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News, updates, thoughts & more

We were absolutely delighted to have been invited to take part in the AIA Carnival on their Community Stage last Friday 23rd February. It was such a fun opportunity for parents to come along with their littles and learn some ways of connecting, not just with their children but also themselves, through music, movement and games. It was brilliant to see husbands getting involved in some of the mummy stretches too! We were also very grateful it wasn't a hot day, which makes things a lot more pleasant for activities! You can take a look at what the afternoon involved here!

We hope that the event with the rest of the TFZ team is the first of many more events that provide you and your families with a sense of community, friendship and support in the early years with your children.

Some lovely takeaways from the event that the team shared:

Lisel: Conscious Parenting Coach

1. Remember to take time for you, you can’t pour out of an empty cup

2. Movement and strength - the benefits last way after the exercise session has ended!

3. Music is soothing for you and baby. They form strong social bonds with their caregivers through familiar music, try to build it in your family rituals.

4. Touch, massage, your baby as often as possible and keep it going, pre bedtime, it’s a beautiful oxytocin releasing ritual.

If you would like a copy of different ways to foster connection with your babies and older kids, fill out this link and you will be able to access Lisel's free printable.

Claudia: Music Therapist

1. Babies love to hear their parents singing. Singing to your baby is a wonderful way to bond and relax for both of you.

2. Dedicating time to connect to your favourite music can instantly lift your mood, manage anxiety and reduce pain.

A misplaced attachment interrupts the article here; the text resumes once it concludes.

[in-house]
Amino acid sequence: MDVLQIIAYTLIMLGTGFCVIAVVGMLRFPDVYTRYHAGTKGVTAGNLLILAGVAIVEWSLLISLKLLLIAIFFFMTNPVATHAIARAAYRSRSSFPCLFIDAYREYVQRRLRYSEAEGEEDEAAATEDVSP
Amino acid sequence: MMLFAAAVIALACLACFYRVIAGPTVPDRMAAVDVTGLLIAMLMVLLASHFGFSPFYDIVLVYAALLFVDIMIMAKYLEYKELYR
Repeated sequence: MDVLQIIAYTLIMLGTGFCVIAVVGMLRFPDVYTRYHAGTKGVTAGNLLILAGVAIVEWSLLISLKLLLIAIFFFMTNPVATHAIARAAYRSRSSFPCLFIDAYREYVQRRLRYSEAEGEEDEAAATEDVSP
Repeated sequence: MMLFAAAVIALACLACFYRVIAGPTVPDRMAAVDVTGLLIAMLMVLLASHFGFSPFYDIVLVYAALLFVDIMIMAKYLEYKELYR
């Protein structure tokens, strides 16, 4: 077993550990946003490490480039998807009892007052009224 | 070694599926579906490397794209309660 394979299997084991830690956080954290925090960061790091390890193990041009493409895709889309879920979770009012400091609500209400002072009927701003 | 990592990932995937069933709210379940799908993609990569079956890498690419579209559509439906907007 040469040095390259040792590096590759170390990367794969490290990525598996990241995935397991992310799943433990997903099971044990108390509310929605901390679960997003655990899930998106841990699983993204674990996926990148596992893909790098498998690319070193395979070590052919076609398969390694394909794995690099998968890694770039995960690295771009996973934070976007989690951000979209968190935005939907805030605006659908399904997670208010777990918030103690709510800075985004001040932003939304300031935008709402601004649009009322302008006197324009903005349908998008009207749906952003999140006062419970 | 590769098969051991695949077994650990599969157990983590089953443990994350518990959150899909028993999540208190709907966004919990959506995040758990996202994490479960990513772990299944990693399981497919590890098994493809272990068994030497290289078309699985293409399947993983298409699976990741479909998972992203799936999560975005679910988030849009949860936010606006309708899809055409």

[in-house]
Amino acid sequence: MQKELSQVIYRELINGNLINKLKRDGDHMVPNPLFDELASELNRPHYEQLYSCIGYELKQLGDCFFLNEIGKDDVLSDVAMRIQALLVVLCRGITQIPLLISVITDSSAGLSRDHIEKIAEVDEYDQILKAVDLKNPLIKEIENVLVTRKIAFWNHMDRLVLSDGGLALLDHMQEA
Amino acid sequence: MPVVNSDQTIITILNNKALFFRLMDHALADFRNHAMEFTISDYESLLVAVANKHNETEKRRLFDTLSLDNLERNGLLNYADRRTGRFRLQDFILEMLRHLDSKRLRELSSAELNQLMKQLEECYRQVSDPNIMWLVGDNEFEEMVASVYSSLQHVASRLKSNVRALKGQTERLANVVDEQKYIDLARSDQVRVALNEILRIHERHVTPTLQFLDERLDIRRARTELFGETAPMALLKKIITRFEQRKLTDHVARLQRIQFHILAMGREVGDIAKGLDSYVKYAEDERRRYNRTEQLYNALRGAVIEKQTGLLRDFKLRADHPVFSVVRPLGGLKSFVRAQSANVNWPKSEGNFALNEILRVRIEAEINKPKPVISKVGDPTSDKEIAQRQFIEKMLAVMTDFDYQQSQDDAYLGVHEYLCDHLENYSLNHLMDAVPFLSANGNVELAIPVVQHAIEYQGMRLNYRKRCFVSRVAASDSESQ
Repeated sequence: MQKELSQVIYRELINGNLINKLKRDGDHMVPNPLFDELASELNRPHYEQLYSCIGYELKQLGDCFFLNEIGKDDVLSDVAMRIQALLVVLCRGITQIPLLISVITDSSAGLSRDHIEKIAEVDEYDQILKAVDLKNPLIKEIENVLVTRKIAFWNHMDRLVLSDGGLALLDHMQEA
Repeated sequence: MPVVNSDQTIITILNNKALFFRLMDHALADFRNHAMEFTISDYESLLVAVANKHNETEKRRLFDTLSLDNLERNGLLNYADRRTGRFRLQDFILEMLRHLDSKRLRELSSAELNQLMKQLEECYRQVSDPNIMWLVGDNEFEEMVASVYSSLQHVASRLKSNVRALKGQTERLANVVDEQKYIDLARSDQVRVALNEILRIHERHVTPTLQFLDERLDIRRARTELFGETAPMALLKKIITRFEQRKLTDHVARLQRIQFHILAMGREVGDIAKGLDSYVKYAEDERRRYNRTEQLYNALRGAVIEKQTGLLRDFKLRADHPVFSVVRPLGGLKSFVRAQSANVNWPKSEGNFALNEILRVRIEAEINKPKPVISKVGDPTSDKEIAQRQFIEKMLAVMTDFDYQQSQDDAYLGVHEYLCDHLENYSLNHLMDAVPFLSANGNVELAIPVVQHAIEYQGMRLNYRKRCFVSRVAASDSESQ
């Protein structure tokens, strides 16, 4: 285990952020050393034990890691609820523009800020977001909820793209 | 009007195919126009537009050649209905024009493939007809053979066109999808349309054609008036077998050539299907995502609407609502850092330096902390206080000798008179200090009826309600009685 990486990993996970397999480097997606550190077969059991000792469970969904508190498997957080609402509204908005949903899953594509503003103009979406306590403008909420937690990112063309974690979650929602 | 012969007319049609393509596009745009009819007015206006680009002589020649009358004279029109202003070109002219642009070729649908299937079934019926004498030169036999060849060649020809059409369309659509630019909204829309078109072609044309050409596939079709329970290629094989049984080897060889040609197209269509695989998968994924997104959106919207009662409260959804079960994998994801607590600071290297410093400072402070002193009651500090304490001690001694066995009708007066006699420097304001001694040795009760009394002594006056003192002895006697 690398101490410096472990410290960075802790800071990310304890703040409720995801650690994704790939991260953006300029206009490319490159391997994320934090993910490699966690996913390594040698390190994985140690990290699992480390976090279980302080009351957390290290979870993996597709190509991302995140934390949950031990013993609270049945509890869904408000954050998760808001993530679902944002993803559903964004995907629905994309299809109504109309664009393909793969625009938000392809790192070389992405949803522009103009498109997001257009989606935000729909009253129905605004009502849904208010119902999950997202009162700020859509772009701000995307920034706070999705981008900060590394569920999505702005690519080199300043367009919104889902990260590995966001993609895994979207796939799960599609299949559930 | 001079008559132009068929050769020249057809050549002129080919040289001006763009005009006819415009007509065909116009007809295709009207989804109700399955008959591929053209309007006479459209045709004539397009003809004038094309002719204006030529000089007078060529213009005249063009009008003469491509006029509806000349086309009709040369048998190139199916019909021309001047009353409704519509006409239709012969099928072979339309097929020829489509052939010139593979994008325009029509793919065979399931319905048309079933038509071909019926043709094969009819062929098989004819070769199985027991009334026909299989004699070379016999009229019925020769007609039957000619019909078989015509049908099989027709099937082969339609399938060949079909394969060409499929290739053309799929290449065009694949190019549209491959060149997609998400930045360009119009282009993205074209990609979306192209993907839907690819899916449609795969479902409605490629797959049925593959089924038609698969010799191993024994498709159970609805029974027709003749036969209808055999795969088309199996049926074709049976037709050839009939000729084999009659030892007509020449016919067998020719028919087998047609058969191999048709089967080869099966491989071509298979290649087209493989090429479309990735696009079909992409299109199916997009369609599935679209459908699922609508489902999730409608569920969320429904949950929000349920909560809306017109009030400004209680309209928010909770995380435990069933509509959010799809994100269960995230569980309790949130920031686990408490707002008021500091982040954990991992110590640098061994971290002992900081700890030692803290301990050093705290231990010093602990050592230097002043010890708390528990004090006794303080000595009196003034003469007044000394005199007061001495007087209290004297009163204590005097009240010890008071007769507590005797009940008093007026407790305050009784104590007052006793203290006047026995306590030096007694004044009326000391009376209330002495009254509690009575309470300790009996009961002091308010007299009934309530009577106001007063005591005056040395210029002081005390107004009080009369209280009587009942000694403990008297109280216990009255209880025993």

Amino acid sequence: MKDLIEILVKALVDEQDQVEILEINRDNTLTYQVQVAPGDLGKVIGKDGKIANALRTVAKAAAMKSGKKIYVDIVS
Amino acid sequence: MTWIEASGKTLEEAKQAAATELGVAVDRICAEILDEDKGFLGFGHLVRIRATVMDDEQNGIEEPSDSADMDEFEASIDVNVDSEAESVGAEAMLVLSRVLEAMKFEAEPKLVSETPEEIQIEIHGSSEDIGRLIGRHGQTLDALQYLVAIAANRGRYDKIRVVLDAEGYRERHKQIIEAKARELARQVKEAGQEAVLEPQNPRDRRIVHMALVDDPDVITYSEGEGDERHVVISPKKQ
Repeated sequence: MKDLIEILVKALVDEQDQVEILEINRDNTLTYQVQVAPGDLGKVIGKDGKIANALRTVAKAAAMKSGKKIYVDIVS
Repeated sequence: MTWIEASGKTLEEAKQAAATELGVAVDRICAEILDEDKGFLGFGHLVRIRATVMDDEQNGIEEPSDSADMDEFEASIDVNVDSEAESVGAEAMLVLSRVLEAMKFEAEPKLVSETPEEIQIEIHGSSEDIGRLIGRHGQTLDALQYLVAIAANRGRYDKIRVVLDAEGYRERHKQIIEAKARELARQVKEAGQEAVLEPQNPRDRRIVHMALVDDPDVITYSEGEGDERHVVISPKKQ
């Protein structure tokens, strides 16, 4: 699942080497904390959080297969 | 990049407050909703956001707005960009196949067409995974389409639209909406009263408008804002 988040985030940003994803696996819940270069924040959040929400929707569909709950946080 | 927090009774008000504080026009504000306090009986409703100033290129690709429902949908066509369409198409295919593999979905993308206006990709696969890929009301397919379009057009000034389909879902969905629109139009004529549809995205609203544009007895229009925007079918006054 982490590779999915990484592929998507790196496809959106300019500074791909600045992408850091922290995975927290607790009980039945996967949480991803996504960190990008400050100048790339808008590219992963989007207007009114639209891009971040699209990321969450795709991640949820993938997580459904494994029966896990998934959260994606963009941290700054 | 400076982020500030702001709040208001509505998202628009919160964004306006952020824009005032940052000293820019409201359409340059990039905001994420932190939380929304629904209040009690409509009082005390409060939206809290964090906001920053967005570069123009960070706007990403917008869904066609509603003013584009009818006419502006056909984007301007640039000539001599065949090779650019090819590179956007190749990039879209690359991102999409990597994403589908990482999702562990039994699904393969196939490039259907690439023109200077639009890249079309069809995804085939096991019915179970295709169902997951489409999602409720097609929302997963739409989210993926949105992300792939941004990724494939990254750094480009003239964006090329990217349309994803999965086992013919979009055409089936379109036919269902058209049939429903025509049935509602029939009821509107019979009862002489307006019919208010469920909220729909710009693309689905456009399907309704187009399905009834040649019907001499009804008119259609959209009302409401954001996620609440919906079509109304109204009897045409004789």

3. Playing musical games with your children can enhance development, language and connection. Make sure you keep the game simple and repetitive until your child understands the game.

Here are some songs which you can sing with your littles:

- Hello Hello

- Sleeping Bunnies

- Move to the Beat

Ishka: Pre and Postnatal Fitness

Quite a lot of mums struggle with a bit of either lower or upper back pain, so there are a few stretches you could try to implement at home into your daily routine. Remember that anyone can just move the body, instead we really want to focus on each movement independently and the area it is targeting, while using our breath to allow us to move deeper into the stretch to really maximize the use of the stretch to our advantage!

Breath-work practice:

INHALE: Expand up and out through the abdomen and rib cage on the inhale through the nose.

EXHALE: Release the breath through the mouth, while engaging the pelvic floor muscles and then engaging the core, starting with the deep core making your way up into the top core.

(Perform this using slow counts of 3-5 sec holds then move into quicker or longer holds once you become comfortable with the breath)

- Focus on exhaling when moving into movements and inhaling coming back to the start of movements.

- Your movement journey will be so different to everyone around you, remember to be kind to yourself and your recovery!, find what you enjoy and find excitement in getting to rediscover your postpartum body and just how strong and amazing she really is!

Movement is medicine that doesn’t require big doses to have instant effects, so start small and each day the body and mind will crave a little more!

Follow this link to a routine for any mums looking to release some tension in the back, also great to help with all the postural changes that comes with having a newborn/little.

A big thank you from all of us for your support!

It was a lovely calm evening at home. Michelle and I were relaxing on the sofa watching some easy TV, probably Drive To Survive or something (we love it ;)), I with a wee whisky in hand and Mich nursing a cup of tea. All was quiet and calm and we plodded upstairs to bed. We were still five days before the EDD (Expected Due Date), so I drifted off into a deep sleep probably dreaming of F1.